ABSTRACT: Cancer continues to elude us. Metastasis, relapse and drug resistance are all still poorly understood and clinically insuperable. Evidently, the prevailing paradigms need to be re-examined and out-of-the-box ideas ought to be explored. Drawing upon recent discoveries demonstrating the parallels between collective behaviors of bacteria and cancer, Dr. Ben-Jacob shall present a new picture of cancer as a society of smart communicating cells motivated by the realization of bacterial social intelligence. There is growing evidence that cancer cells, much like bacteria, rely on advanced communication, social networking and cooperation to grow, spread within the body, colonize new organs, relapse and develop drug resistance. Dr. Ben-Jacob shall address the role of communication, cooperation and decision-making in bacterial collective navigation, swarming logistics and colony development. This will lead to a new picture of cancer as a networked society of smart cells and to new understanding of the interplay between cancer and the immune system. Dr. Ben-Jacob shall reason that the new understanding calls for “a cyber-war” on cancer – the developments of drugs to target cancer communication and control.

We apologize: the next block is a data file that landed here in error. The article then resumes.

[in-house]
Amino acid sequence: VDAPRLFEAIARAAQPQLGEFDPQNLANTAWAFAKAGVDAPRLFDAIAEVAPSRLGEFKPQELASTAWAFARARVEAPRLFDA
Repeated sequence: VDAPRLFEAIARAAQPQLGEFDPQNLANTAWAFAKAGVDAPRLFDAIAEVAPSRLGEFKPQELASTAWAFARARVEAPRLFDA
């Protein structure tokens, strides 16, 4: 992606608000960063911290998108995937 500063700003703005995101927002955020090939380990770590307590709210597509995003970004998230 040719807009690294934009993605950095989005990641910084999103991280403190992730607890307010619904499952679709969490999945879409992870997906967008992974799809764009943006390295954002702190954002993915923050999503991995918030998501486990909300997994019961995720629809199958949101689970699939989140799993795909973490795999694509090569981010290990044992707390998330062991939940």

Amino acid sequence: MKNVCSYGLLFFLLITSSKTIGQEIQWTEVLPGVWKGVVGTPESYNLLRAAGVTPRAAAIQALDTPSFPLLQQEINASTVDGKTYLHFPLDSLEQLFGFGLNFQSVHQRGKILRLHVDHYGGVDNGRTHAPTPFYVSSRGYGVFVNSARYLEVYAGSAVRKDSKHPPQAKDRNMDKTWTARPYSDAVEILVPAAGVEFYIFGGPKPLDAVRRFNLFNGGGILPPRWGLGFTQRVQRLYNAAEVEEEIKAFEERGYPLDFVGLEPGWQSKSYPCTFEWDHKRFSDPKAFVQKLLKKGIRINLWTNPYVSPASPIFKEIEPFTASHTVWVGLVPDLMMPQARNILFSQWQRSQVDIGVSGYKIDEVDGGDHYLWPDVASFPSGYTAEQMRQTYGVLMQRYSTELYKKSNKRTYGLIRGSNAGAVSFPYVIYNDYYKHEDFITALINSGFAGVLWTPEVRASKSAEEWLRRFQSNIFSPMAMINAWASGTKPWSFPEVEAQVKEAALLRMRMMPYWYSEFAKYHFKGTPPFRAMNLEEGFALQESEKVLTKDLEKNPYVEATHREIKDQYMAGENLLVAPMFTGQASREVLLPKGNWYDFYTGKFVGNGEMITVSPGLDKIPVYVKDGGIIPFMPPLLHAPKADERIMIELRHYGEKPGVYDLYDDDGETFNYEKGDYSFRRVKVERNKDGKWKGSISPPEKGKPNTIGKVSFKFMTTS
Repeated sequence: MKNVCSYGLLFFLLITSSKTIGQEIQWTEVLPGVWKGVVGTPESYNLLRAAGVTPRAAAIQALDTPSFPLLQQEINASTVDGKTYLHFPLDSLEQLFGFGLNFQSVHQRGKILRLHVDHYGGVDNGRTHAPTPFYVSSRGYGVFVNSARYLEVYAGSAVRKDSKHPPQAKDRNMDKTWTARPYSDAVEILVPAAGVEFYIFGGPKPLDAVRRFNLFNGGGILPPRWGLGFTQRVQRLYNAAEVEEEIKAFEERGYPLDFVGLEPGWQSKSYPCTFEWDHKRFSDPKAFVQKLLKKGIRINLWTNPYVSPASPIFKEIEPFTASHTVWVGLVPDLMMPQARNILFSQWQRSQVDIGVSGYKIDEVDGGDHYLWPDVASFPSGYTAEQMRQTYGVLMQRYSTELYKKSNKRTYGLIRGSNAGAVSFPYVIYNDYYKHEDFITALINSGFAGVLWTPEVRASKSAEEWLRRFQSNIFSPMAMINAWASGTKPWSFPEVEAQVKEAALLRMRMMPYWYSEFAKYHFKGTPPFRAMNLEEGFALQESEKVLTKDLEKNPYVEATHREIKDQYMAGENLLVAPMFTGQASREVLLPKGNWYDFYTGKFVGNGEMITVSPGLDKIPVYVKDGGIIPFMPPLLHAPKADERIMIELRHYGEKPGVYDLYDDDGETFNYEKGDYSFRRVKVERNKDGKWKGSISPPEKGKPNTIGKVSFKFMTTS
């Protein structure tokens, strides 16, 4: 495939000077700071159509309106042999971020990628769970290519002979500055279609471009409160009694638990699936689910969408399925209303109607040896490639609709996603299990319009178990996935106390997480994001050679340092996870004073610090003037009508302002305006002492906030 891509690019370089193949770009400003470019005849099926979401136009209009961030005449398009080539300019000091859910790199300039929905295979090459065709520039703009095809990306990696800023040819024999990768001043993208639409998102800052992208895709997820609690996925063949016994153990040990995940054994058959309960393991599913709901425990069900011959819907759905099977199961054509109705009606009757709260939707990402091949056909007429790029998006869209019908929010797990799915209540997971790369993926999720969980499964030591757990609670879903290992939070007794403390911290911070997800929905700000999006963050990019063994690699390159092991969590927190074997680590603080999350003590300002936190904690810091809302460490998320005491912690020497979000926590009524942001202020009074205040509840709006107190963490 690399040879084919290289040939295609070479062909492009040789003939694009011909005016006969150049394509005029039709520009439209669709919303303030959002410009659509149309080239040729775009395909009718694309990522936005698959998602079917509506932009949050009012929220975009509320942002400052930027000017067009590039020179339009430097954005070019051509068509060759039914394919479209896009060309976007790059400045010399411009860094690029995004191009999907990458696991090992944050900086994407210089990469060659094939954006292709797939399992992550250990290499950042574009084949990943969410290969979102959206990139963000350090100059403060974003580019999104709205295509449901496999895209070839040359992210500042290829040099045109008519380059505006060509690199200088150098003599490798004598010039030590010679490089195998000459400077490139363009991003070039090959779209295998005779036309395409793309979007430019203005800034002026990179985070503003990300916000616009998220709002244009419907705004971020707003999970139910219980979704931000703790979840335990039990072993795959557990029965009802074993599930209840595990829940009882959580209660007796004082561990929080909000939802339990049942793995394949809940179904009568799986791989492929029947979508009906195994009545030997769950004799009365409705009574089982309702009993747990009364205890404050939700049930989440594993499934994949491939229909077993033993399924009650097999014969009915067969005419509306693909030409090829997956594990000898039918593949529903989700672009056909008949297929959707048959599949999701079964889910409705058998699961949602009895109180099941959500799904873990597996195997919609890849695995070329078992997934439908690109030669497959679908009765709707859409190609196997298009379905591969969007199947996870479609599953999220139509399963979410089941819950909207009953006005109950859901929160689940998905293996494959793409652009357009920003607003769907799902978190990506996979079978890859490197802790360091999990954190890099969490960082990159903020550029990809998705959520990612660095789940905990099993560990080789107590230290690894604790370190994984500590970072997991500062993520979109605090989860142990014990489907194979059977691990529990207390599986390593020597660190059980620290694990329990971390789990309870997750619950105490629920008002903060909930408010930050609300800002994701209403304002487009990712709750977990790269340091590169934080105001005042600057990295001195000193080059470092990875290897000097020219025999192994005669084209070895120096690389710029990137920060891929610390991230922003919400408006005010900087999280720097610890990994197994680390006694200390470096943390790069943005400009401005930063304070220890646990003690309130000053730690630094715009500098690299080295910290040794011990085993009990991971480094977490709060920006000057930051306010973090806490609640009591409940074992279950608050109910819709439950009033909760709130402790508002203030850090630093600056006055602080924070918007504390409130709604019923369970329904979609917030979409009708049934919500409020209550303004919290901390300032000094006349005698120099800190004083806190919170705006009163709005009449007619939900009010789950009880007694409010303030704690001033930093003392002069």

Related Links:

Bacterial linguistic communication and social intelligence

Bacterial survival strategies suggest rethinking cancer cooperativity

 

 

Cancer spreads through ‘Rock’ and ‘Rho’

n low oxygen conditions, breast cancer cells form structures that facilitate movement, such as filaments that allow the cell to contract (green) and cellular ‘hands’ that grab surfaces to pull the cell along (red). Credit: Daniele Gilkes

In low oxygen conditions, breast cancer cells form structures that facilitate movement, such as filaments that allow the cell to contract (green) and cellular ‘hands’ that grab surfaces to pull the cell along (red).
Credit: Daniele Gilkes

ROCK1 and RhoA genes found partly to blame for cancer metastasis. Gregg Semenza, co-director of the Johns Hopkins Physical Sciences-Oncology Center (PS-OC), led a team that made the discovery. The following comes from a Johns Hopkins press release: